June 29, 2009
With GMail being five years old, I can't understand why desktop email clients haven't taken any cues on how to build a good email interface. Specific examples of GMail shining over desktop mail clients include:
Message Thread Handling: While most mail clients thread messages within a single folder, they typically don't group together messages across folders. So, if a thread consists of ten messages, it is likely that some of those messages are in your "Sent" folder, others are your "Inbox" folder, and perhaps others were filed into a "from [sender]" folder. This makes it difficult to reconstruct a thread. GMail keeps messages together by thread, and shows you the contents of the entire thread on a single page.
Muting a Thread: GMail allows you, with just one click, to "Mute" a thread. This archives it, and (more importantly) keeps notifications of new messages in that thread from appearing in your inbox. This is great for stopping long threads that aren't relevant to you from interrupting your workflow.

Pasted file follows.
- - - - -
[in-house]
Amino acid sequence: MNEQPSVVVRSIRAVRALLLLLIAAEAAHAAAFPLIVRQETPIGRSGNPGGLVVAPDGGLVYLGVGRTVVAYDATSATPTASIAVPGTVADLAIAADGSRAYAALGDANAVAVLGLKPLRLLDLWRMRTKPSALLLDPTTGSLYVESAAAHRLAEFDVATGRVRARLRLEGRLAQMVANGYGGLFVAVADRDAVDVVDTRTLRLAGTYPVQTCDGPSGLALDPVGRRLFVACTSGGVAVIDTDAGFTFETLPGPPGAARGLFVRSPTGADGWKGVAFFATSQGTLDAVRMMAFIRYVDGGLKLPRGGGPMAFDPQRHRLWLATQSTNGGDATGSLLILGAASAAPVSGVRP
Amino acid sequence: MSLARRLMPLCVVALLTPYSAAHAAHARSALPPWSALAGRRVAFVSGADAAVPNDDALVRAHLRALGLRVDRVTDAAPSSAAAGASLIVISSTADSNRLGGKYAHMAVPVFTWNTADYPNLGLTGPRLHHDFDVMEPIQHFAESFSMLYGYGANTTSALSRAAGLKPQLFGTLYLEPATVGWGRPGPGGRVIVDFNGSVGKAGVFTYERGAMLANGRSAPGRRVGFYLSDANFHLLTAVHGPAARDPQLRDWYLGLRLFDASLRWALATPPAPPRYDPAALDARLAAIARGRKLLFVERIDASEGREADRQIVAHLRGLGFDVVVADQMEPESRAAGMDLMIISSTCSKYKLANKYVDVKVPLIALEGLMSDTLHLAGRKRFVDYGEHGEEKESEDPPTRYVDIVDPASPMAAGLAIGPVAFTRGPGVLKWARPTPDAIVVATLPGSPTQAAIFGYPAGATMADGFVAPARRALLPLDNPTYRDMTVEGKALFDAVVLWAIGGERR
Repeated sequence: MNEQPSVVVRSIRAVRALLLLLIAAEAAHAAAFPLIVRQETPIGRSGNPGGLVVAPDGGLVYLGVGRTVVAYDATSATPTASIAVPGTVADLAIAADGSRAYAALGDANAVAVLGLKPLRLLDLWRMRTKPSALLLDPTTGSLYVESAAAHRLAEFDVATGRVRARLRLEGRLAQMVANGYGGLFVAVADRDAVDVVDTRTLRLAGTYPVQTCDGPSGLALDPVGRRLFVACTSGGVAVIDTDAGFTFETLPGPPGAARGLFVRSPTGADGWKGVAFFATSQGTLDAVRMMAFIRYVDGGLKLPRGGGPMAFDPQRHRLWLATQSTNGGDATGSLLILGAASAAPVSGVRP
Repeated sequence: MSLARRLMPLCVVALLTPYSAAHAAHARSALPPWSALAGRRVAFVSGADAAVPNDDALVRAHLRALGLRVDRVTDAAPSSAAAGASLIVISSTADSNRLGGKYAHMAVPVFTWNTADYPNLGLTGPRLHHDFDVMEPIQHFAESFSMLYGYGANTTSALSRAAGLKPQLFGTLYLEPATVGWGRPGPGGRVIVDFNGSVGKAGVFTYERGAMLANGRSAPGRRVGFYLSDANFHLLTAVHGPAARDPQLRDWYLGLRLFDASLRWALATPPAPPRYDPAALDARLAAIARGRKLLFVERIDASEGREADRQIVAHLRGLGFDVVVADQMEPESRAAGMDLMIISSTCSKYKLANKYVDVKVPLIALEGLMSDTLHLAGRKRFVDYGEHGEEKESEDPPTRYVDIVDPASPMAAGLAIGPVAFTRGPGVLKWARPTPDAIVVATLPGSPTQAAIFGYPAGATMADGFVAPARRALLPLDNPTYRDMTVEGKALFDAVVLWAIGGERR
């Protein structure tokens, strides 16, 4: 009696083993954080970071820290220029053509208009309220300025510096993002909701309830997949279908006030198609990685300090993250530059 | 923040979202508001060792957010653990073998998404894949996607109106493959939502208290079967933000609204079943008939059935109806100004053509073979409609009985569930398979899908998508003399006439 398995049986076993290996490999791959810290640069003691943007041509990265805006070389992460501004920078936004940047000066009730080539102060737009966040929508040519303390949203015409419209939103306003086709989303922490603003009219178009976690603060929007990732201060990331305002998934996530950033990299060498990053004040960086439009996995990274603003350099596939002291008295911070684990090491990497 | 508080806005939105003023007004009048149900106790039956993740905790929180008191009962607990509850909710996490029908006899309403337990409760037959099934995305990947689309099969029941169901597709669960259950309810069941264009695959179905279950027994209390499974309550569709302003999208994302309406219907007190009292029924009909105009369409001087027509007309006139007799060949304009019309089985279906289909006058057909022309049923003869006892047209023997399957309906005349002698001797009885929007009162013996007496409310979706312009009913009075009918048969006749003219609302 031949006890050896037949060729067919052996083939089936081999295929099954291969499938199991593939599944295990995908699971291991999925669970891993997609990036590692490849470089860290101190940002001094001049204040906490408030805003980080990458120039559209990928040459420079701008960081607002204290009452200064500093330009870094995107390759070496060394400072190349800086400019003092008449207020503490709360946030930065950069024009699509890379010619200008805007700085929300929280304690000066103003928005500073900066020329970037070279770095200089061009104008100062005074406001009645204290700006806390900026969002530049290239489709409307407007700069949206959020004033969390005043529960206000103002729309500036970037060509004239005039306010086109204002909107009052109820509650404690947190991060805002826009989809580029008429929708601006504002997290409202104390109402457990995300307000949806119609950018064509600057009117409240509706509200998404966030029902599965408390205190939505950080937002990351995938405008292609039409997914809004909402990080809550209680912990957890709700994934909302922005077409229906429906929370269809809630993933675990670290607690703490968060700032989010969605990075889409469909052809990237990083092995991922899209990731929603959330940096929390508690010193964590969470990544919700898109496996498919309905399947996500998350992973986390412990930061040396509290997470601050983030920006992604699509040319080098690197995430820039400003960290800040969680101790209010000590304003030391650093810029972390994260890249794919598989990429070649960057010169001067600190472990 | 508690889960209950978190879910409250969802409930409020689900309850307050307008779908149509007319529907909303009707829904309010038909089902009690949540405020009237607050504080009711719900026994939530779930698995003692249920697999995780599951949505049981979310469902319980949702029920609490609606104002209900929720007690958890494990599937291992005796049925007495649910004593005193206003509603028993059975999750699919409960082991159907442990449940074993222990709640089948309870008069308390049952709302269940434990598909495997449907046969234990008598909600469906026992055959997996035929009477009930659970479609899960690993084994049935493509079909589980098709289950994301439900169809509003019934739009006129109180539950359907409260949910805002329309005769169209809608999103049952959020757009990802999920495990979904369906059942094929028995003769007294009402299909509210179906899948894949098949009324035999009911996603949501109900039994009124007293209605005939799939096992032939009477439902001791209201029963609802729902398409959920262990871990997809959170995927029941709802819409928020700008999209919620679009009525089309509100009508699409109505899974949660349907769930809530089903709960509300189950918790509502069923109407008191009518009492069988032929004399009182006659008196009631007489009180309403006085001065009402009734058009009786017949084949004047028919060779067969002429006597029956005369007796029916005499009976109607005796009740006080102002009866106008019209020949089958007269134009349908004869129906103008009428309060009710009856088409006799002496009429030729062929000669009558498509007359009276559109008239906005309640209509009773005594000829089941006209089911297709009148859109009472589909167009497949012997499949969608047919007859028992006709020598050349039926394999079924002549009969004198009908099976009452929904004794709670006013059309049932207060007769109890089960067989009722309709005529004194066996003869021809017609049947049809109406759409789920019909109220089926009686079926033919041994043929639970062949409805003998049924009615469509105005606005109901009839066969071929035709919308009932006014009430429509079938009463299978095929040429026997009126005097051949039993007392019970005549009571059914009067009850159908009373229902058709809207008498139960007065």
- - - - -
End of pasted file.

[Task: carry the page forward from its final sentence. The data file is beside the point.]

Message Focus: GMail hides both quoted text and message header information by default. So, the user can easily focus on the content of the message, and away from the components of the message that typically don't warrant attention.
Reply/Reply All: While in the midst of composing a message reply, GMail allows you to easily change whether your reply should be sent to other recipients of the message. Just click "Reply" or "Reply to all", and the recipient list of your reply is updated. You don't need to copy and paste the addresses or start with a new message window in order to change this.
Using a hosted service like GMail has many advantages, and many disadvantages. But none of the features listed above are any less feasible on a desktop mail client than they are on a hosted web application.
The point of this post is not to advocate using GMail. If you're working for a company that has its own internal mail server, it is likely that trade secrets, customer information, and other non-public information regularly come into your mailbox. Under such circumstances, it is inappropriate to entrust Google (or any other third party service provider) with that email if your employer has not explicitly chosen to. The point of this post is to ask: why haven't desktop email clients caught up?